Facebook is facing immense pressure from US regulators over its plans to launch a digital currency, Libra, in association with more than 20 partners including Visa, MasterCard and Uber.
As well as co-creating the Libra currency, Facebook plans, on its own, to offer its own digital wallet, called Calibra. Like a physical wallet with cash, Calibra will store a users’ Libra, and make it possible to engage in transactions with other wallets.
Libra has the potential, lawmakers say, to dramatically disrupt the global banking industry – a digital currency that can cross borders, without the wild price fluctuations and illegal connotations of Bitcoin and its ilk.
Which is why David Marcus, the Facebook executive of its currency project, was brought in front of two US congressional committees last week to answer concerns.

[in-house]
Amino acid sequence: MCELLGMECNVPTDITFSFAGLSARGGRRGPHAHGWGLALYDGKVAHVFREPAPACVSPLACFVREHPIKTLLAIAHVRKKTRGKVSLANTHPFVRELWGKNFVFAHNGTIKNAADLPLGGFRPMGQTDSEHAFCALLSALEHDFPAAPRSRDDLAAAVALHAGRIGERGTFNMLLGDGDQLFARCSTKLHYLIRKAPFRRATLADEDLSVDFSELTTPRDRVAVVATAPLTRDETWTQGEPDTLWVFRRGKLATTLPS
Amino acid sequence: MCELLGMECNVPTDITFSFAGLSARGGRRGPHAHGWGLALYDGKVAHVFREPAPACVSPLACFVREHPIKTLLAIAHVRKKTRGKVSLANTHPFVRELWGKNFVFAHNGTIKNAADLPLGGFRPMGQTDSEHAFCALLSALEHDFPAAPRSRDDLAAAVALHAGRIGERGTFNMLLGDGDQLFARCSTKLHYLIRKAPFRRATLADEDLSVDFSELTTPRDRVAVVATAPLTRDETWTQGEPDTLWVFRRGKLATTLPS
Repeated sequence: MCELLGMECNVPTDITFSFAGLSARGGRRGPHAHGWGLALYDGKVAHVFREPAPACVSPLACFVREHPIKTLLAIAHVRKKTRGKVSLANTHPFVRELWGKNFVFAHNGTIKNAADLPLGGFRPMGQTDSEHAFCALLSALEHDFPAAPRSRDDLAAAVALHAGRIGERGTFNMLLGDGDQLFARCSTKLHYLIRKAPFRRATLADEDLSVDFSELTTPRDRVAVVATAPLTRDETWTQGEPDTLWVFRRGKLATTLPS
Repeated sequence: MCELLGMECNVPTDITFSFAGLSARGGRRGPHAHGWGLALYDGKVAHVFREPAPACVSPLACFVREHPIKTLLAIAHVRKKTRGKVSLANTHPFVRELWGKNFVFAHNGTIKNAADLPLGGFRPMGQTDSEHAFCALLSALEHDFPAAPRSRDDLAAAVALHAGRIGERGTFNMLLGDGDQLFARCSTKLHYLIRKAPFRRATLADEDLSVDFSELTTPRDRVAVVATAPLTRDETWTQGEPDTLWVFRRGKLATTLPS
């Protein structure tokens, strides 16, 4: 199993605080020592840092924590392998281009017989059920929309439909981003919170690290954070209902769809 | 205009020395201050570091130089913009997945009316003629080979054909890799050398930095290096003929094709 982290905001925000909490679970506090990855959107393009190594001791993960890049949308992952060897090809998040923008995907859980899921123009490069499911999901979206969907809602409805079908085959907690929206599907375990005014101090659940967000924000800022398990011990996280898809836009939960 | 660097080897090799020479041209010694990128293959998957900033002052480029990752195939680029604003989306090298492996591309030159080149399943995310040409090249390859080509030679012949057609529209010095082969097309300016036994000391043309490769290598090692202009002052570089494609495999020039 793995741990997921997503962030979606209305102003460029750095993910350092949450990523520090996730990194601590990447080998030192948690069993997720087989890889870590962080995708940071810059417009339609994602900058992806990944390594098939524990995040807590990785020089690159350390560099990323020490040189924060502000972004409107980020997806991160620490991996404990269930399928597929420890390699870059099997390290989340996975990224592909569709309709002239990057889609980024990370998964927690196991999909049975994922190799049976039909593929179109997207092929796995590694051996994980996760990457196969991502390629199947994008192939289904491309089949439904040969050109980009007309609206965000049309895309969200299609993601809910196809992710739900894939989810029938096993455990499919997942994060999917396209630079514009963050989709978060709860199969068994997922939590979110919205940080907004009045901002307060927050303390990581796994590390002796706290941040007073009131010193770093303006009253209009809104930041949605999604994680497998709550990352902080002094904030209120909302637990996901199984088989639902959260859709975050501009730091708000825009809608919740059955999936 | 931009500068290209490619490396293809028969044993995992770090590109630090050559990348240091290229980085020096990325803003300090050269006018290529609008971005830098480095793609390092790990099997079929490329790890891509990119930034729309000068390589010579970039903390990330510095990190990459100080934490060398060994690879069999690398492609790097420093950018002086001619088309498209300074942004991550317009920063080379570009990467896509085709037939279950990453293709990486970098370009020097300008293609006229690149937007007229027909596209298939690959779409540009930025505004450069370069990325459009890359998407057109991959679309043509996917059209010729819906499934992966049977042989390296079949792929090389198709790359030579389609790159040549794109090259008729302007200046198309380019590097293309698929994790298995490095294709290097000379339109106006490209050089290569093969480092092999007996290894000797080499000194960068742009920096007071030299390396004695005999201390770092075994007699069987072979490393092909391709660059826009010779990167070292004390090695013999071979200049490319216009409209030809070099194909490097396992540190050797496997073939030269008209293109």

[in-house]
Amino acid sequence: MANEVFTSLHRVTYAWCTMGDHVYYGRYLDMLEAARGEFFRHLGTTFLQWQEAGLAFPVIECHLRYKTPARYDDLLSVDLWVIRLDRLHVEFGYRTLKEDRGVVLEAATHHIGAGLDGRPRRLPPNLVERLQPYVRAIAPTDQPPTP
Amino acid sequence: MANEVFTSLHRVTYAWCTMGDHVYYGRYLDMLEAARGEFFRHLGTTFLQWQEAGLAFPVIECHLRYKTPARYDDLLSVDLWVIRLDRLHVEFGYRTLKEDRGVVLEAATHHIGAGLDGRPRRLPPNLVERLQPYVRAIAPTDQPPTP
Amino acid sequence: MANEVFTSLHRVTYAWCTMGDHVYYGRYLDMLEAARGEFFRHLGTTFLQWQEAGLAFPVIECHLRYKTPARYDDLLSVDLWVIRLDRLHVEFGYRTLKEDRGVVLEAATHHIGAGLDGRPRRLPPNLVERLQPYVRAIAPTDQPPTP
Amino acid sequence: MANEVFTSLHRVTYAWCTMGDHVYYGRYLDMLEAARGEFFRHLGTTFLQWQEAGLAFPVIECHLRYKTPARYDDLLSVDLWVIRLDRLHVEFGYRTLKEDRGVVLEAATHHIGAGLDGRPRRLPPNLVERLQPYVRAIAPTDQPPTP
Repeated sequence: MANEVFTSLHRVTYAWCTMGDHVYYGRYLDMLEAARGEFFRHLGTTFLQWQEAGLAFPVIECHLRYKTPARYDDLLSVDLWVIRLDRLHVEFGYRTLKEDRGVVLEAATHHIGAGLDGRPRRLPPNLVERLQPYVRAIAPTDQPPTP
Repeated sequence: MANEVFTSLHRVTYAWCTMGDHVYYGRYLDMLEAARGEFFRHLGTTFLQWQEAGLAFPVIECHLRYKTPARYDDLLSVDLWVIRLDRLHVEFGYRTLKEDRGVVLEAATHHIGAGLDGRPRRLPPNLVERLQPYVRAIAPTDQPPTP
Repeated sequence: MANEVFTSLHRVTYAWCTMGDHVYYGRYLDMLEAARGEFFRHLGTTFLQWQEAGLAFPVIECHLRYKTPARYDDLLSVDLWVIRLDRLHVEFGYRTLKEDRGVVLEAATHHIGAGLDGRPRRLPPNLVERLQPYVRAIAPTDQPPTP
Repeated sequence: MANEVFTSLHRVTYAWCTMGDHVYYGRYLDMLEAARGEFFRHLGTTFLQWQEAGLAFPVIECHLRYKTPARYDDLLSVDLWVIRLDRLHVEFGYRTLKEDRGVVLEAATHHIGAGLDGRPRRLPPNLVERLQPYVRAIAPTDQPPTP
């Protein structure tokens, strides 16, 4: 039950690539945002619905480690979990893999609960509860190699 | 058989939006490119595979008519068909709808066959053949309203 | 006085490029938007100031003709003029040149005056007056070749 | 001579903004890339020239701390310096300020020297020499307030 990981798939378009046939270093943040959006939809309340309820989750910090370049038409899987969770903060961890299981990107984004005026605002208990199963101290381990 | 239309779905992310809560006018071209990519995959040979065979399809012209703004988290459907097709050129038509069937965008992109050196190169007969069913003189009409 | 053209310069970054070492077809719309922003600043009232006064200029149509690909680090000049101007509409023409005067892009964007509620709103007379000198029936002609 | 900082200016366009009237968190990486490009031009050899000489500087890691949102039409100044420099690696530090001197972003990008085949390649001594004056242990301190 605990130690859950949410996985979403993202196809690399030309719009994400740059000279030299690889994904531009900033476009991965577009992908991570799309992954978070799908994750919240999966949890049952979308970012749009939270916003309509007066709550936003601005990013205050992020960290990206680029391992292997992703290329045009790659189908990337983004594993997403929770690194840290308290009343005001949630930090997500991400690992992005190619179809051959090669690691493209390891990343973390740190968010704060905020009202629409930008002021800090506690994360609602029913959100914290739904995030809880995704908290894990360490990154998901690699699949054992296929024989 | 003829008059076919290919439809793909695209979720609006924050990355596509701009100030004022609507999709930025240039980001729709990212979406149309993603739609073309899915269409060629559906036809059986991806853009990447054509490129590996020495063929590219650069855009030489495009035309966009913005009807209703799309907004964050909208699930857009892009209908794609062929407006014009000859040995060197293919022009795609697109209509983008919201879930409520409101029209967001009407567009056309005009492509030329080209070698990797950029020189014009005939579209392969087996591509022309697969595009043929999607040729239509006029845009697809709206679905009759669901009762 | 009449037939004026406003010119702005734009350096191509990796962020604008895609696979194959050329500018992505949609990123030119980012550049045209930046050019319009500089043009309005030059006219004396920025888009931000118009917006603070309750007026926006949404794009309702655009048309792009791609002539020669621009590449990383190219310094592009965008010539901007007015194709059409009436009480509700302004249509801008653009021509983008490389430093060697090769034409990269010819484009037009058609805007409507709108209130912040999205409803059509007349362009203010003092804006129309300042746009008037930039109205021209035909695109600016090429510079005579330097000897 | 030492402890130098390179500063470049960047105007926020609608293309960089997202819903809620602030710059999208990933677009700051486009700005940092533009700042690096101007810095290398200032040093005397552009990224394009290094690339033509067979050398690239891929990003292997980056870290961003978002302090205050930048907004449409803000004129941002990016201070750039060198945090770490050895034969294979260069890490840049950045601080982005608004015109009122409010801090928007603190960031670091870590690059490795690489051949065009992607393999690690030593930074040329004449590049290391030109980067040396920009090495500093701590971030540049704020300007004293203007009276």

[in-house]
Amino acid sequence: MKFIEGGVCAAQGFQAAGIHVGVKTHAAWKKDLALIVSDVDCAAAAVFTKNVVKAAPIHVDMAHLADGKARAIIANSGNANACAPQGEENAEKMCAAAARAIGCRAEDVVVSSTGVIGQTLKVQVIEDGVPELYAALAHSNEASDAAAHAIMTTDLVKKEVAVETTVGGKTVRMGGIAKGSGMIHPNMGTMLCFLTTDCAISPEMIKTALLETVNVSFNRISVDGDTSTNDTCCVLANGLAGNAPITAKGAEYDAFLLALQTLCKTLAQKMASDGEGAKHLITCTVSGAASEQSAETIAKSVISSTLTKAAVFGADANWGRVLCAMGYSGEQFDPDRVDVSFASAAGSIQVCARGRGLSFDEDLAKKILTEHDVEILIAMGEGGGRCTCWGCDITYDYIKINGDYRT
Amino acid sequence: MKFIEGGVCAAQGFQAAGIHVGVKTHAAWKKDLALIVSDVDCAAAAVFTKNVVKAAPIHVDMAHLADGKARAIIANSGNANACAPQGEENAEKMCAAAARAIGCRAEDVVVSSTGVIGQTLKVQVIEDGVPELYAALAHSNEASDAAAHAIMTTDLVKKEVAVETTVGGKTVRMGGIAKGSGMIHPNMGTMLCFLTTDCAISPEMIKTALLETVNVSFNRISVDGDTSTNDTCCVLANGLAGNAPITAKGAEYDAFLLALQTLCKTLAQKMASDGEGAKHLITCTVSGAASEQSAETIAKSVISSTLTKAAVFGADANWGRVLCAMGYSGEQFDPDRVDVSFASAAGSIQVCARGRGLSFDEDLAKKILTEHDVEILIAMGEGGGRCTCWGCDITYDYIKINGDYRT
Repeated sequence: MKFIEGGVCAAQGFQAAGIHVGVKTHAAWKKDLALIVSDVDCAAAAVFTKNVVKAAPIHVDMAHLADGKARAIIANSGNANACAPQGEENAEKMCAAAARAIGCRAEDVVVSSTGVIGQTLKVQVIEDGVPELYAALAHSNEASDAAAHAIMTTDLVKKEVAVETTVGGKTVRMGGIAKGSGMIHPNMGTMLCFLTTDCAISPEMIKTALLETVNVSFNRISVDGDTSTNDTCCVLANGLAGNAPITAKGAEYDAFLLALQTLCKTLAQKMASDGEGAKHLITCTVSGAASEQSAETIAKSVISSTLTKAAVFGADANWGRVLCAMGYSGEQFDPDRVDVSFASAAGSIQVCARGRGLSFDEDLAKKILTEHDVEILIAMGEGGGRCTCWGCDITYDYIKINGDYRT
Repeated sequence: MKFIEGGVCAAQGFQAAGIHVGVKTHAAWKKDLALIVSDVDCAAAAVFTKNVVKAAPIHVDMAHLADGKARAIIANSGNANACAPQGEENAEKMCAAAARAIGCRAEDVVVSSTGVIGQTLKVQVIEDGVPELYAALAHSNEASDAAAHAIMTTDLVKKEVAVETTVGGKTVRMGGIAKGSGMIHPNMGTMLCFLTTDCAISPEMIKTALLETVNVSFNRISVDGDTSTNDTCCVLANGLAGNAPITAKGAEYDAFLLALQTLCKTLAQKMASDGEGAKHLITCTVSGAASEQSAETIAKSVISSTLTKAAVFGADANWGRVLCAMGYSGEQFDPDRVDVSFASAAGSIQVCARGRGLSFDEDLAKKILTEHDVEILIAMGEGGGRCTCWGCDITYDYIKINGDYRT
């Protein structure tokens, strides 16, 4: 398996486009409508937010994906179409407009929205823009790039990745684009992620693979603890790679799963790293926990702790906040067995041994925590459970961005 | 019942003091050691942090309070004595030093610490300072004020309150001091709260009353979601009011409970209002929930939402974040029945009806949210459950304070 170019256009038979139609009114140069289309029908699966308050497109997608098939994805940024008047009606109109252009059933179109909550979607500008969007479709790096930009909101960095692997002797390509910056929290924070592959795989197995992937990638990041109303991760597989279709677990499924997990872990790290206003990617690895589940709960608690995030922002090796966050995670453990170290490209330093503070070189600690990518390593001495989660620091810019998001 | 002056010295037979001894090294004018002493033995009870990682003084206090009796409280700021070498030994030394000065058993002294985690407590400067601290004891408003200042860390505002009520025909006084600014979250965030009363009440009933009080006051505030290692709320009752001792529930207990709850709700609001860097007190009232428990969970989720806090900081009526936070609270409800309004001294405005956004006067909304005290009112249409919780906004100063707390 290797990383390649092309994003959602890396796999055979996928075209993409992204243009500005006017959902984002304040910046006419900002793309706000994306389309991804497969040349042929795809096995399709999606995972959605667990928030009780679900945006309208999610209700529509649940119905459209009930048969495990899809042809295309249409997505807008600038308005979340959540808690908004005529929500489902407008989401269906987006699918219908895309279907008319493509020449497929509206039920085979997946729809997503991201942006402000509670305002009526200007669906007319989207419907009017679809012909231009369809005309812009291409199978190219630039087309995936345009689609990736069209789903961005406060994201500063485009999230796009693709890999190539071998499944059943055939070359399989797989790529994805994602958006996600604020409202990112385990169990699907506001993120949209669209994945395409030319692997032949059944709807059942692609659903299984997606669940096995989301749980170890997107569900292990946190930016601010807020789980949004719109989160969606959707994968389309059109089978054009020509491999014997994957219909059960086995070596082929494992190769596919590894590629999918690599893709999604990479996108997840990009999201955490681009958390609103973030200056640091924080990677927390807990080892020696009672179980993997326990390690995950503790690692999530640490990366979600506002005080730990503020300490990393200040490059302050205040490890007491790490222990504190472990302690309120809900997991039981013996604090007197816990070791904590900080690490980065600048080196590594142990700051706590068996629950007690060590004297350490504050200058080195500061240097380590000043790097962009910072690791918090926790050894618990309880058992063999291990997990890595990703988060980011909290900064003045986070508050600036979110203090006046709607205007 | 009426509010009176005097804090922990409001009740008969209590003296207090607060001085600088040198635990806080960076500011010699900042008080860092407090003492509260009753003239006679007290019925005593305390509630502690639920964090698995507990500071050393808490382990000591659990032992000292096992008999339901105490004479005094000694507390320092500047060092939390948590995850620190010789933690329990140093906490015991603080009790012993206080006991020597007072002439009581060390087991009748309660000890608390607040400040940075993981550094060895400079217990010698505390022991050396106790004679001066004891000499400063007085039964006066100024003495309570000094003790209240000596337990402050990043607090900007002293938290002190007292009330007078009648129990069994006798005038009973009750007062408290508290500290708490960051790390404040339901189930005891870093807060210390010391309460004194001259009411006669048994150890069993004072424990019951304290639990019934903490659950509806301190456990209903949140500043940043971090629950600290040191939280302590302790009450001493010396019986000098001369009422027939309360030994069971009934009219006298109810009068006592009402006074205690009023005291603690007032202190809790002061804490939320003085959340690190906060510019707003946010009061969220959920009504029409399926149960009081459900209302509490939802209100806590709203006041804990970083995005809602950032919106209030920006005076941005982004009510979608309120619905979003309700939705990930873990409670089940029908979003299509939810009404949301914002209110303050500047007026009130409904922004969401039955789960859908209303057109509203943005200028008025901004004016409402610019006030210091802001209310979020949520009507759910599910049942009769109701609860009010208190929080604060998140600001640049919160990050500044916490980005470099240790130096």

“I want to be clear,” Mr Marcus said in his opening statement to US lawmakers. “Facebook will not offer the Libra digital currency until we have fully addressed regulatory concerns and received appropriate approvals.”
But what exactly did that mean? A pledge not to launch anywhere without US approval, or just a pledge not to launch in the US?
Almost a week later, it’s difficult to get a clear answer from Facebook about whether it feels it needs US lawmakers on board in order for Libra to go ahead.